Confidentiality Of Patient Records
We ask you for information so that you can receive proper care and treatment.
We keep this information, together with details of your care, because it may be needed if we see you again.
We may use some of this information for other reasons: for example, to help us protect the health of the public generally and to see that the NHS runs efficiently, plans for the future, trains its staff, pays its bills and can account for its actions. Information may also be needed to help educate tomorrow's clinical staff and to carry out medical and other health research for the benefit of everyone.
Sometimes the law requires us to pass on information: for example, to notify a birth.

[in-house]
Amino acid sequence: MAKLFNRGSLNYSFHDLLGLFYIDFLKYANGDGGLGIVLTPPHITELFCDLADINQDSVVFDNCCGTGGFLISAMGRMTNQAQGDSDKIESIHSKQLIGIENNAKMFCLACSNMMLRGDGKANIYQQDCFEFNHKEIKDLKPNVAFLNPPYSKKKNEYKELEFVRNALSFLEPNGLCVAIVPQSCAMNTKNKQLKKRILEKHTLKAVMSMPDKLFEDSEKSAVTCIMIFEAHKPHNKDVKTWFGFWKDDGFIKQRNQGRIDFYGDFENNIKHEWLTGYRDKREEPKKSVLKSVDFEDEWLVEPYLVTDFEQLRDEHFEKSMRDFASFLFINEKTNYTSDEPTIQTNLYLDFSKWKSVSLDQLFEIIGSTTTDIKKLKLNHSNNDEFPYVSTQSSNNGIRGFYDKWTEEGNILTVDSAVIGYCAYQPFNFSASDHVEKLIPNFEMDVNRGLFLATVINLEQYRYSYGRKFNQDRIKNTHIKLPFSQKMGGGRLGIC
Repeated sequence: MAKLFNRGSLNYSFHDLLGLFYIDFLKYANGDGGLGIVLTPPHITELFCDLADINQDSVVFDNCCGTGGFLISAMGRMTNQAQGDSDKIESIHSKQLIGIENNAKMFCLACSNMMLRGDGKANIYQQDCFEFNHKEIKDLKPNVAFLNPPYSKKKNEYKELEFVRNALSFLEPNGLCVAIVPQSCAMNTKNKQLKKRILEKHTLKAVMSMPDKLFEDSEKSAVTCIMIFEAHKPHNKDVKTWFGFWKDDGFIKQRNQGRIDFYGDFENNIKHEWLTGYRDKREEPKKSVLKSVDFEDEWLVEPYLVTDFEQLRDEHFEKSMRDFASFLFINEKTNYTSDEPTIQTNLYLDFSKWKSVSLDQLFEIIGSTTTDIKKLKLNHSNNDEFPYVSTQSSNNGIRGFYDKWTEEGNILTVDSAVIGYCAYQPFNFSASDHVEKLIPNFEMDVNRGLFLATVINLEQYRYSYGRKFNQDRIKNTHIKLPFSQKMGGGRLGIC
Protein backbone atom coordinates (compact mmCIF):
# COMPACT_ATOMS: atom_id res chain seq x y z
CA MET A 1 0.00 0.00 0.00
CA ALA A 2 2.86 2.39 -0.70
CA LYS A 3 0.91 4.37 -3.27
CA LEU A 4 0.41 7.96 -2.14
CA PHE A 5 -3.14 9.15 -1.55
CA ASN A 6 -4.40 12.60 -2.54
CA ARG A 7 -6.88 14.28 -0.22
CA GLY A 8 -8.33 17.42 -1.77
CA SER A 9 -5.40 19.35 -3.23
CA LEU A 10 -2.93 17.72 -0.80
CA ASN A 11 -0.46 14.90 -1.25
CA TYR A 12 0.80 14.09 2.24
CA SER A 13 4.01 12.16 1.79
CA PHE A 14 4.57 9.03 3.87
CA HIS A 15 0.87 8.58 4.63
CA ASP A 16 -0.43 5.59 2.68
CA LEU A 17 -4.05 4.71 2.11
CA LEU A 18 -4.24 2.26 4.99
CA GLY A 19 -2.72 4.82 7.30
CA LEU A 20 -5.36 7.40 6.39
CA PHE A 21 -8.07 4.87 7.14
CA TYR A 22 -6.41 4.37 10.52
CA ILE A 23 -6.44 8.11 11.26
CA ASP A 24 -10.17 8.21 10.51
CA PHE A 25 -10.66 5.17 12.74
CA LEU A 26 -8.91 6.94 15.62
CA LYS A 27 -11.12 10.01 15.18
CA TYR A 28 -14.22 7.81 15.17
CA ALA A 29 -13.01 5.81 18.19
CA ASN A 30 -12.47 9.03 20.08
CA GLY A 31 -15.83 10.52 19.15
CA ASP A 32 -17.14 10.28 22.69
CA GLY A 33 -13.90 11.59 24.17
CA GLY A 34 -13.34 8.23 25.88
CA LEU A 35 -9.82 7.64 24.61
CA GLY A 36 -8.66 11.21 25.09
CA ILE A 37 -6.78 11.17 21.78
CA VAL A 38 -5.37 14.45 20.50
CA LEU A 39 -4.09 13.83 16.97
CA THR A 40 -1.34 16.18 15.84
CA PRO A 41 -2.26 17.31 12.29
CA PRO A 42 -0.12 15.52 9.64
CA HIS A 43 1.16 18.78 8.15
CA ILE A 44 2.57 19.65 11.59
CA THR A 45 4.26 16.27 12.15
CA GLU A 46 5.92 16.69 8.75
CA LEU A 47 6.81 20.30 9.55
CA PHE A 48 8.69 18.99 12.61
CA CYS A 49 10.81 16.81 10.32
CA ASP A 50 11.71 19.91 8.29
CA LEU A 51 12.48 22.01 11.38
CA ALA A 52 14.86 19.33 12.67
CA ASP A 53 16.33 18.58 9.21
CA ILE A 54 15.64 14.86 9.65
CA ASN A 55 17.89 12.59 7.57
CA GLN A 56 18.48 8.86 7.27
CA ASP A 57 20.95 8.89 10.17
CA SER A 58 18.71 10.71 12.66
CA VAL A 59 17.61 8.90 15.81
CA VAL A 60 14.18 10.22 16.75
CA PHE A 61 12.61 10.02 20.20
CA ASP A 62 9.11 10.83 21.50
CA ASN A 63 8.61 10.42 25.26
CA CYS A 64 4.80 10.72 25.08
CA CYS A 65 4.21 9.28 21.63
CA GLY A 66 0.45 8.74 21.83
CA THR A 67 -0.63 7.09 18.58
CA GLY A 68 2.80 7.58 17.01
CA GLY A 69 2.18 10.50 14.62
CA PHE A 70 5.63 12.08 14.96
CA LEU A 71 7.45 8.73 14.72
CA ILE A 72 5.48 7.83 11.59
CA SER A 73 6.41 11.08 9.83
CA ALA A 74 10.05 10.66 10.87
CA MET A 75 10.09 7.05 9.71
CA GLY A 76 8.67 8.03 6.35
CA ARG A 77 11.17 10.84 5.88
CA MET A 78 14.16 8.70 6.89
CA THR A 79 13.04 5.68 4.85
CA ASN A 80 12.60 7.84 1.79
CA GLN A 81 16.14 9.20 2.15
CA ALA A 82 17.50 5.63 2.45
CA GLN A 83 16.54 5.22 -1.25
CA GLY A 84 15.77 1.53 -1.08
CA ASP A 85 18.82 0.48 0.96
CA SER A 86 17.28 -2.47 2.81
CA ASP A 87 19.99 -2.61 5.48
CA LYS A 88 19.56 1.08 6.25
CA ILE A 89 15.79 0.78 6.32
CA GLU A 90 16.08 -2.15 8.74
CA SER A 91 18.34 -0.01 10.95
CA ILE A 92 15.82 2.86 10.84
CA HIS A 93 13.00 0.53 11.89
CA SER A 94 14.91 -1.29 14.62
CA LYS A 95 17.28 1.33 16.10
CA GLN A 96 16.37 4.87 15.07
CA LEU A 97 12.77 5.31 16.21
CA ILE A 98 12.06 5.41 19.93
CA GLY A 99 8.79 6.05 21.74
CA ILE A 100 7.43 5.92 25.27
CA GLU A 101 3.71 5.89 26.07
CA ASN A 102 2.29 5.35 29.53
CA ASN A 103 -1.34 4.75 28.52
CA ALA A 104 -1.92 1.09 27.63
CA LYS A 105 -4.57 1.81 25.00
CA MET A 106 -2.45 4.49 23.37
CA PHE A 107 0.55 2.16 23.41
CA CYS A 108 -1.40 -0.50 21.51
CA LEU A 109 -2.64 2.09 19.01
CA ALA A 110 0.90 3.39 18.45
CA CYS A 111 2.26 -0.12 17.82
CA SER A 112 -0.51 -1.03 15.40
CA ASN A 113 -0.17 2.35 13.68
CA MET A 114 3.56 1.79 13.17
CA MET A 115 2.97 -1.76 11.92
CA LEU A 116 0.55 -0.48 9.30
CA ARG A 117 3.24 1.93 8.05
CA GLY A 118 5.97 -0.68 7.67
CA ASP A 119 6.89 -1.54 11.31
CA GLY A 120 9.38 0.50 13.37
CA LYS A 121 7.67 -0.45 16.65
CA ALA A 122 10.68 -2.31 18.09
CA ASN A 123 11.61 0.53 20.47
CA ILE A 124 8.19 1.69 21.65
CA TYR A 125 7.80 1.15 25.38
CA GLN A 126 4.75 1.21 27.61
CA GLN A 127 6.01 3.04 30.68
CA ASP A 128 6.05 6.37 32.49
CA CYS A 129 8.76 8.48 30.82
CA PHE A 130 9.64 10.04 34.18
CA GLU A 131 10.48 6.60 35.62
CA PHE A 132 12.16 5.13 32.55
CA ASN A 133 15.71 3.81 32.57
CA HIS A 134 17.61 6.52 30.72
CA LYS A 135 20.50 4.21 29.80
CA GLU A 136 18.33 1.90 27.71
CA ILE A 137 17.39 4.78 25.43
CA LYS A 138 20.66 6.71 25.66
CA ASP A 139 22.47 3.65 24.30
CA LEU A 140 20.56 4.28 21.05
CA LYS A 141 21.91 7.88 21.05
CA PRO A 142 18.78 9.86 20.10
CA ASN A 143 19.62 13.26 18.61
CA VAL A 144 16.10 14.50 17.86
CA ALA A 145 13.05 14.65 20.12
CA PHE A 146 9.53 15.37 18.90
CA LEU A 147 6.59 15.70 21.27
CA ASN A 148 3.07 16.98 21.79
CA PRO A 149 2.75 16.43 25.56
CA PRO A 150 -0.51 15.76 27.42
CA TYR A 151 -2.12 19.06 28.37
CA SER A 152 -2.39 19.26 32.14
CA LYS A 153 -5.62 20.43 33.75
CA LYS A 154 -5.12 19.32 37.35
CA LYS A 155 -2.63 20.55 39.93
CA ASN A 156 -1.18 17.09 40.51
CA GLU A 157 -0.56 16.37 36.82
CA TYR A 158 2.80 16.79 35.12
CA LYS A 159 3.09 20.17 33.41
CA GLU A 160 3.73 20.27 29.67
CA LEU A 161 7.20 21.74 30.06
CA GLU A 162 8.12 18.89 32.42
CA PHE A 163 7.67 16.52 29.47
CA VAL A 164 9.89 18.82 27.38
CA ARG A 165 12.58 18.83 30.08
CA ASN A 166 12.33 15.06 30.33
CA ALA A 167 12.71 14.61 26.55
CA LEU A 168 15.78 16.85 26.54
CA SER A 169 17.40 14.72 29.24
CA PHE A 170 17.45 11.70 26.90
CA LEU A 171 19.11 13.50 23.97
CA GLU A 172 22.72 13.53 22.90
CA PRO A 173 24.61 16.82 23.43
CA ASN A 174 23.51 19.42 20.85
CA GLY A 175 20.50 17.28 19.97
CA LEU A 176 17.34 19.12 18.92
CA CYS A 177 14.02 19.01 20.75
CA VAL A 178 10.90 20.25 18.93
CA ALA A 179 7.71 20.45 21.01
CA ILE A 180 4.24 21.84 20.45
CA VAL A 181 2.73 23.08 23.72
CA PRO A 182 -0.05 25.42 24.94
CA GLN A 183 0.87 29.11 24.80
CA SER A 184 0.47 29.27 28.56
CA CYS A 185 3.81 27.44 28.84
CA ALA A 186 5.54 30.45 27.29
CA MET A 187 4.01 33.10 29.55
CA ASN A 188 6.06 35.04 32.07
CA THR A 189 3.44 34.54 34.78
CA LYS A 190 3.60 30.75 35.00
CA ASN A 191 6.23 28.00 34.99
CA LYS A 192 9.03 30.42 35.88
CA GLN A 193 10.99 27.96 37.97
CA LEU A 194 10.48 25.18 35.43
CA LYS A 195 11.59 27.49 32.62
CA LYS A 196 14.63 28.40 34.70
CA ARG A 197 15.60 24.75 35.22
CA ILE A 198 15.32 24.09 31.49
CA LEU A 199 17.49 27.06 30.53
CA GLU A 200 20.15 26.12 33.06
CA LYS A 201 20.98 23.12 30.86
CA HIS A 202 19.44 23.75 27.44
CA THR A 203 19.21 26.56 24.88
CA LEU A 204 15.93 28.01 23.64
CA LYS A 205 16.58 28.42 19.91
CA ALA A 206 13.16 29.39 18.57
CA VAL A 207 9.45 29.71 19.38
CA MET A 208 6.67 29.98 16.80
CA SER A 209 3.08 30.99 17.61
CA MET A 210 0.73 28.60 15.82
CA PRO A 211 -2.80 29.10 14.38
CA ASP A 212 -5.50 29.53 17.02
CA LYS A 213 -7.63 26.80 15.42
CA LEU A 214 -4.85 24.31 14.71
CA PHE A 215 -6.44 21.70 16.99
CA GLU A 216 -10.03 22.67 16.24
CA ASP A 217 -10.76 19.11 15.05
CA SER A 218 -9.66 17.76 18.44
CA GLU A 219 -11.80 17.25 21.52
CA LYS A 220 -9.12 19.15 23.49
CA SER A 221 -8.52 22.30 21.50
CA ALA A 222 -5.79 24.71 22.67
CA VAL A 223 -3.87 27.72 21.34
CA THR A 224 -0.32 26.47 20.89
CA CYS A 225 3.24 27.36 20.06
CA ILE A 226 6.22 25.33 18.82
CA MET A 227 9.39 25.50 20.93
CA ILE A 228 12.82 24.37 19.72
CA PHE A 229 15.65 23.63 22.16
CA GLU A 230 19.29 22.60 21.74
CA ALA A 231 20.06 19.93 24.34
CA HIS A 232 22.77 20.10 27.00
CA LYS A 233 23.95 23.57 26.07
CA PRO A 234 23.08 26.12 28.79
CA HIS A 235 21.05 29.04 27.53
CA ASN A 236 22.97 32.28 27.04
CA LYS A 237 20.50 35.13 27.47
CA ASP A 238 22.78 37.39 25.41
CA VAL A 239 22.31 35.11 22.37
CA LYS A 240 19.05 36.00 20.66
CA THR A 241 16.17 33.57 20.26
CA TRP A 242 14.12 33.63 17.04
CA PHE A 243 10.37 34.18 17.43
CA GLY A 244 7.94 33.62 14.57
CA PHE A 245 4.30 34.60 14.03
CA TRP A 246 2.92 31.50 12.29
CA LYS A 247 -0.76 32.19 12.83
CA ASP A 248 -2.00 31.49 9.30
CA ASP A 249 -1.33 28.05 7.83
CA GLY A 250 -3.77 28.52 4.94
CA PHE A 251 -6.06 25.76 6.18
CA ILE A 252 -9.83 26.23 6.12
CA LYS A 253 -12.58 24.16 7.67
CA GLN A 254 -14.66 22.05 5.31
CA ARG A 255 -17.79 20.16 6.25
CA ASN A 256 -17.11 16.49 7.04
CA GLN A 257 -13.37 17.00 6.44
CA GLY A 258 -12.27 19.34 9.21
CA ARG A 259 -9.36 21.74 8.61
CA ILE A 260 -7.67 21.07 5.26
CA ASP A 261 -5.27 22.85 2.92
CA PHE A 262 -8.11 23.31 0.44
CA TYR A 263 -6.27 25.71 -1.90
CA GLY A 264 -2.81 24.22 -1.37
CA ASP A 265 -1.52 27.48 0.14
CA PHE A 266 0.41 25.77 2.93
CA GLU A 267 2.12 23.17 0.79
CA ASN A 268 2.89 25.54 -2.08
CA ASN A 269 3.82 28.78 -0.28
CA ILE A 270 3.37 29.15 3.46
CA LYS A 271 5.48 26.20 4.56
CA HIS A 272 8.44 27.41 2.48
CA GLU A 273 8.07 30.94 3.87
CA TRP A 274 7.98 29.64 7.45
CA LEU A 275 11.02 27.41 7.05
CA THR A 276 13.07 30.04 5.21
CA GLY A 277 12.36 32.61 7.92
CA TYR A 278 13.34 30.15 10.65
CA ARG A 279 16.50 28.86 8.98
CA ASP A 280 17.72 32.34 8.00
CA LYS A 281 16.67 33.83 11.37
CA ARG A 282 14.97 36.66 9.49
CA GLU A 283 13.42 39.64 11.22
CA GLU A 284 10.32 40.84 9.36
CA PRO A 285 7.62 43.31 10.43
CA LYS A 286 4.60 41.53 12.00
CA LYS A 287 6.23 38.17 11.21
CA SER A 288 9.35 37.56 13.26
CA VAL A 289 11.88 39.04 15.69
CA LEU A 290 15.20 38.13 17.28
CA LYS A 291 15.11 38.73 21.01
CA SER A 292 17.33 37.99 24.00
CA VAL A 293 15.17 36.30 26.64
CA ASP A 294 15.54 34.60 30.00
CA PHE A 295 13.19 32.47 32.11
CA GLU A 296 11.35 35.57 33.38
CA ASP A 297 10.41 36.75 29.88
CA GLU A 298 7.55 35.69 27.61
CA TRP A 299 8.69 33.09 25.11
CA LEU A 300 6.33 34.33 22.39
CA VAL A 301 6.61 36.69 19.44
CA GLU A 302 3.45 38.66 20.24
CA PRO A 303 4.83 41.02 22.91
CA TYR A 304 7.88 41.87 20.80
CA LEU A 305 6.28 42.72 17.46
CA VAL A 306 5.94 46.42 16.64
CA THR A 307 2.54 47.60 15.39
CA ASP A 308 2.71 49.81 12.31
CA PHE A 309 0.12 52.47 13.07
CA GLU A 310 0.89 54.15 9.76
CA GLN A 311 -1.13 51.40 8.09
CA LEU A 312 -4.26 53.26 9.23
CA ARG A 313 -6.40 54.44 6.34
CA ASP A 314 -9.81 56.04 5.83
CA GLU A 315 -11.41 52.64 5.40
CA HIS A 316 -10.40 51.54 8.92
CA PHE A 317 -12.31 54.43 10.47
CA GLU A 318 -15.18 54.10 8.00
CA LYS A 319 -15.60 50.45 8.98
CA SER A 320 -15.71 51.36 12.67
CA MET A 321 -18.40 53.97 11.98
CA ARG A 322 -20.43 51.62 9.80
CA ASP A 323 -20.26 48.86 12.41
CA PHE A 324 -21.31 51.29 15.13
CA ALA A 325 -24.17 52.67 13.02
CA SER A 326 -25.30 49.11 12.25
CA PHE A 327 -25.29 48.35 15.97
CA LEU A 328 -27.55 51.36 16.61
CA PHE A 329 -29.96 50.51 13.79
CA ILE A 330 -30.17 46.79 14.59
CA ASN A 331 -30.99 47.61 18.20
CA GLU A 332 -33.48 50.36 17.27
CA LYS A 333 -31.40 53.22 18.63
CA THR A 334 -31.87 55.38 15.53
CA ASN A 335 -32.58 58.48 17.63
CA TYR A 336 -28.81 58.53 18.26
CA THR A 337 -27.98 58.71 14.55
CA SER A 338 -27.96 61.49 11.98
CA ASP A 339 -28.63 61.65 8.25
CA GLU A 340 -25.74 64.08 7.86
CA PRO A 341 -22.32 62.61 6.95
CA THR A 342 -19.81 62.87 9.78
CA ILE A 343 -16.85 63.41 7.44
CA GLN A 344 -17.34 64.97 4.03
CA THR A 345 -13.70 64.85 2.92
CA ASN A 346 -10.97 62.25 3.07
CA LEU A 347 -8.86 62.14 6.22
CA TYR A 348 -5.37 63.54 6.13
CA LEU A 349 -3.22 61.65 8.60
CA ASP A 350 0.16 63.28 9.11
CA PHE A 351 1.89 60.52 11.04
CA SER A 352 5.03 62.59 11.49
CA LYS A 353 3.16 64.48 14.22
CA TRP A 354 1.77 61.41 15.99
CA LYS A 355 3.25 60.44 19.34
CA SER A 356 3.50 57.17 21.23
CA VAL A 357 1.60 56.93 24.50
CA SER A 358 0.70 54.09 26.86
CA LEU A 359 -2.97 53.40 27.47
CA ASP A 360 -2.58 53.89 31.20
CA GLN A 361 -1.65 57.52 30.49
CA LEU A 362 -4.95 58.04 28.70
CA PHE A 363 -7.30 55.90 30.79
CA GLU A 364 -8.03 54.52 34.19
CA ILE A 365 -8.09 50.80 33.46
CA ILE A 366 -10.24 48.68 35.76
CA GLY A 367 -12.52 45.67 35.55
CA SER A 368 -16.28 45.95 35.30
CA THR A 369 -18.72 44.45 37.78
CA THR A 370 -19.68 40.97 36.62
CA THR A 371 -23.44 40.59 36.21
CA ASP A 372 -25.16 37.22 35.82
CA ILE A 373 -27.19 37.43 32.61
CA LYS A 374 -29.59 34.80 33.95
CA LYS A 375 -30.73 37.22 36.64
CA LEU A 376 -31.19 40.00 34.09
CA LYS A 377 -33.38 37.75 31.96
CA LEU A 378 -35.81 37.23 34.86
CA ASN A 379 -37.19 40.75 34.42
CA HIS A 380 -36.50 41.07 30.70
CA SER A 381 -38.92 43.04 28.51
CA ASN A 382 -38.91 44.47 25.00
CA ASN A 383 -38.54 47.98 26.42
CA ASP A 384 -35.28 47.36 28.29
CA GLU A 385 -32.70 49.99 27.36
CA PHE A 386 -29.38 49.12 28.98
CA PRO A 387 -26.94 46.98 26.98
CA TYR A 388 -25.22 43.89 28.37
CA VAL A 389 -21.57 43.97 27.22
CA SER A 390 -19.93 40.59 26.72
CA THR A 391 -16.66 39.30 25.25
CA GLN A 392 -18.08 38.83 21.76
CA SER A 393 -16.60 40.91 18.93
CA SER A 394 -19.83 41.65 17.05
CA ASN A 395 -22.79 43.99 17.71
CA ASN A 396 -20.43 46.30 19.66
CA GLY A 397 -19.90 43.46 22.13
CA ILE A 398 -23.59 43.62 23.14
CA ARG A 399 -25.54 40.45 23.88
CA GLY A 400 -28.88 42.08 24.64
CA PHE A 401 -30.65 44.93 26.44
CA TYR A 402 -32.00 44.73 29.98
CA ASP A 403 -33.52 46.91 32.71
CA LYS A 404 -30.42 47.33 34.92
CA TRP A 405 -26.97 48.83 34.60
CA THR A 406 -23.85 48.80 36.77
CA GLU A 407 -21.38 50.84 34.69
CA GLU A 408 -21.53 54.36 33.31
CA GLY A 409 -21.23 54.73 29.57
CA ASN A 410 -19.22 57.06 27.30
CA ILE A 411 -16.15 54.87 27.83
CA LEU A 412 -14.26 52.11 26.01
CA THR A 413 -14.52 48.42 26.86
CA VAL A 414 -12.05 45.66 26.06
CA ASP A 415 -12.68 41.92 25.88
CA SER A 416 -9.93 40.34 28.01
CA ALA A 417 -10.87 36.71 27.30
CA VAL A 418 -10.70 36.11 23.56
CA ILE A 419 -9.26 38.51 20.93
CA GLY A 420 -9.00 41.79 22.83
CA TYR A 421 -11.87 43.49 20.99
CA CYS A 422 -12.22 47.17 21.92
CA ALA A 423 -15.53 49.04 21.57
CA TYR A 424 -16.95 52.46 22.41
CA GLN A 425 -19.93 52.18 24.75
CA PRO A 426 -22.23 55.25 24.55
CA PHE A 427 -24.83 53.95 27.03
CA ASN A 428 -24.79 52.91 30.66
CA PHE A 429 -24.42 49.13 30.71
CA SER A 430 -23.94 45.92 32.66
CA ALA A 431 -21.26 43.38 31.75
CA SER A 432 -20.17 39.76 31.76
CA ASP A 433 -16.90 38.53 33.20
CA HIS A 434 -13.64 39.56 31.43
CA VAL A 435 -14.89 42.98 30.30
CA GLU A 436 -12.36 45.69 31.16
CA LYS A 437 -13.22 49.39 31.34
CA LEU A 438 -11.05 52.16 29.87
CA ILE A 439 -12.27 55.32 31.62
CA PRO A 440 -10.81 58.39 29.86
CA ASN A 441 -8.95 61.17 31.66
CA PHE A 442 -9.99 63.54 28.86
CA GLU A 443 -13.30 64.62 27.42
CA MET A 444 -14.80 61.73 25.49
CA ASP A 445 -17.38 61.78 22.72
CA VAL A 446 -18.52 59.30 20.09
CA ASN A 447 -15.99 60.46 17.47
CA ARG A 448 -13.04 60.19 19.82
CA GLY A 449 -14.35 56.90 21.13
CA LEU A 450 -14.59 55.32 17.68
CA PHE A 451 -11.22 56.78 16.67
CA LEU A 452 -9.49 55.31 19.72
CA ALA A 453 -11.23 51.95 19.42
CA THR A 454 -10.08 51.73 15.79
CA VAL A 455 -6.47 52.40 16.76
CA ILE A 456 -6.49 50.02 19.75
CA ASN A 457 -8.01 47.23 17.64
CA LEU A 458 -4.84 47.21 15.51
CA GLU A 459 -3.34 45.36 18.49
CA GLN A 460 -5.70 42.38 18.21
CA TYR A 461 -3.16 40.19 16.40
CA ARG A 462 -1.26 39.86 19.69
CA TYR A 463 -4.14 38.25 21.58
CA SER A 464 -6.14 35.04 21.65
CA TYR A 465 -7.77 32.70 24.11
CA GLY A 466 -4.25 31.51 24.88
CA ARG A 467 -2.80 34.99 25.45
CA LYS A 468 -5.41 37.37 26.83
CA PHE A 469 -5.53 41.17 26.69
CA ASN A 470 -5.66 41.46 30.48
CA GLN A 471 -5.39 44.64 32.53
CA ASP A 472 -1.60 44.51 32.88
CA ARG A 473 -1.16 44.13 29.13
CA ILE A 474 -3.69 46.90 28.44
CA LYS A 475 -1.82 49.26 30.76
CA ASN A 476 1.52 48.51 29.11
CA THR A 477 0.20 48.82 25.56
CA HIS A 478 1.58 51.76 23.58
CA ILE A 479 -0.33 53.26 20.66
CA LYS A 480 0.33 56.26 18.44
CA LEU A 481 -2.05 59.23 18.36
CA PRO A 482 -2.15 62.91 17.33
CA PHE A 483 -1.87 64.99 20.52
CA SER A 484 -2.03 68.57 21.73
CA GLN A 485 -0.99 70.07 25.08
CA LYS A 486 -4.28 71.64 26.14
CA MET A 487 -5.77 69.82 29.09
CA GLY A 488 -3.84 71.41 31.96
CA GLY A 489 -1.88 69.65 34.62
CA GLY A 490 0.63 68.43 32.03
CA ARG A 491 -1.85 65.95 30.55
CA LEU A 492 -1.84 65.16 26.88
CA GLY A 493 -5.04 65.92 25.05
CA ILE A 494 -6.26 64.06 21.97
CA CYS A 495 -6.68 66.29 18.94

The NHS Central Register for England and Wales contains basic personal details of all patients registered with a general practitioner. The register does not contain clinical information.
You have a right of access to your health records.
EVERYONE WORKING FOR THE NHS HAS A LEGAL DUTY TO KEEP INFORMATION ABOUT YOU CONFIDENTIAL.
You may be receiving care from other people as well as the NHS. So that we can all work together for your benefit we may need to share some information about you. We only ever use or pass on information about you if people have a genuine need for it in your and everyone's interests. Whenever we can we shall remove details which identify you.
The sharing of some types of very sensitive personal information is strictly controlled by law.
Anyone who receives information from us is under a legal duty to keep it confidential.
Freedom Of Information - Publication Scheme
The Freedom of Information Act 2000 obliges the practice to produce a Publication Scheme. A Publication Scheme is a guide to the ‘classes’ of information the practice intends to routinely make available.